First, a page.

Finally . . . We have a half-marathon in Pontevedra today. As with all of our sporting events, the weather gods are having fun at our expense and are threatening to drop half of the Atlantic on us. As of now, the sun is peeking through thick clouds but this surely can't last. God help the traders on the Sunday flea market. Oh, and the runners, of course.


APPENDIX: LETTER TO SPANISH EMPLOYEES OF BRITISH COMPANY RE SWEARING.

Por lo visto, en el extranjero - especialmente en el Reino Unido - creen que los españoles tenemos un lenguaje, digamos . . . rudo.

Una multinacional británica no está satisfecha con el lenguaje que utilizan algunos de sus empleados aquí in Spain. Se han enterado de la frecuencia de los tacos en las conversaciones de la empresa y esto les ha llevado a emprender una cruzada de limpieza lingüística.
Para ello, Mr. Adamson, que es el responsable del Área de Comunicación Interna, ha enviado "a la plantilla española" un decálogo en contra del uso del lenguaje impropio. 

Dice así: 



FROM: Group Offices London 

TO: All Spanish Staff 

SUBJECT: Improper Language Usage 



It's been brought to our attention by several officials visiting our headquarters that the Spanish staff commonly uses offensive language. Such behaviour, in addition to violating our group's policy, is highly unprofessional and offensive to both visitors and the staff itself.



Therefore it is requested to our Spanish staff to adhere immediately to the following rules: 


1. Foreign colleagues or visitors should not be referred to as "ese guiri de mierda". 


2. Words like "coño", "hostia", and other such expressions will not be used for emphasis, no matter how heated the discussion is. 


3. You will not say "la ha cagao" when someone makes a mistake, or "la está cagando" if you see somebody being reprimanded, or "¡qué cagada!" when a major mistake has been made. All direct or derived forms of the verb "cagar" are inappropriate in our environment. 


4. No Project Manager, Section Supervisor or Head of Administration Chief, will be referred to, under any circumstances, as "el hijo de la gran puta", or "el muy cabrón" or even "el comemierda".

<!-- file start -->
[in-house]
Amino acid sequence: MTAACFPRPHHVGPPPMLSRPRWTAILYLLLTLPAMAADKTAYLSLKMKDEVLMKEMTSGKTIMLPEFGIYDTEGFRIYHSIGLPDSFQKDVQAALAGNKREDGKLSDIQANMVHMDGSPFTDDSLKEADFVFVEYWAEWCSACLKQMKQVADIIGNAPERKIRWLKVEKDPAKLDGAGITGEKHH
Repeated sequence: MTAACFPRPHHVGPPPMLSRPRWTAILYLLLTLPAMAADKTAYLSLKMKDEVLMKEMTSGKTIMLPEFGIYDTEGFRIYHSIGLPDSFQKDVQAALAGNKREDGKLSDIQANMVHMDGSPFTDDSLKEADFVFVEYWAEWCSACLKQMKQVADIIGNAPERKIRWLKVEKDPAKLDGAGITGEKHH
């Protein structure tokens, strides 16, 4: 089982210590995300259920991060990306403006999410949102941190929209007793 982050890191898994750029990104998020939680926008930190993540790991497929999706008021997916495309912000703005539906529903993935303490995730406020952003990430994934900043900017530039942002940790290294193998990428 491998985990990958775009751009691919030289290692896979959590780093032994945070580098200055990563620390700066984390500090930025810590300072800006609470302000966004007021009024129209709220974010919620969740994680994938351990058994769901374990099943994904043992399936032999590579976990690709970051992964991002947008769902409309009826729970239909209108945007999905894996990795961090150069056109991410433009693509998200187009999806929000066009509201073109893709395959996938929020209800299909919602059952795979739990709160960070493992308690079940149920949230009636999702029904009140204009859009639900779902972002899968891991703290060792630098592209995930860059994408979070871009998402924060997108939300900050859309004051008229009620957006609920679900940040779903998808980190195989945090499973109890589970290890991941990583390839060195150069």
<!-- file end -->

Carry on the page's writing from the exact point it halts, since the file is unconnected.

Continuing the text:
5. Lack of determination will not be referred as to "falta de huevos" or "mariconería" nor will persons with a lack of initiative be ever referred to as "capullo" or "acojonado".


6. Unusual and/or creative ideas shall not be referred to as "pajas mentales" in particular when they stem from your manager. 


7. You will not say "cómo me jode" if a person is persistent, or "está jodido" or "se lo van a follar" if a colleague is going through a difficult situation. Furthermore, when matters become complicated the words "qué jodienda" should not be used. 


8. When asking someone to leave you alone, you must not say "vete a tomar por culo", nor should you ever substitute the most educated "may I help you?" with "¿que coño quieres ahora?" 


9. If things get tough, an acceptable expression such as we are going through a difficult time should be used rather than "esto esta jodido" or "nos van a follar a todos". Additionally, if you make a mistake, just say so and do not say "que putada" or any expressions composed with the root "puta". 


10. No salary increase shall ever be referred to as "subida de mierda". 


11. Last, but not least, after reading this note please do not say "me voy a limpiar el culo con ella" or "me la paso por el forro de los cojones". 



Just keep it clean and odorless and dispose of it properly. 



B. regards 


J.W. Adamson

2 comments:

Don Catrín Da Fachenda said...

Soberbio.
La parte de Mr. Adamson es pura genialidad.

paideleo said...

Mui bo o apéndice !.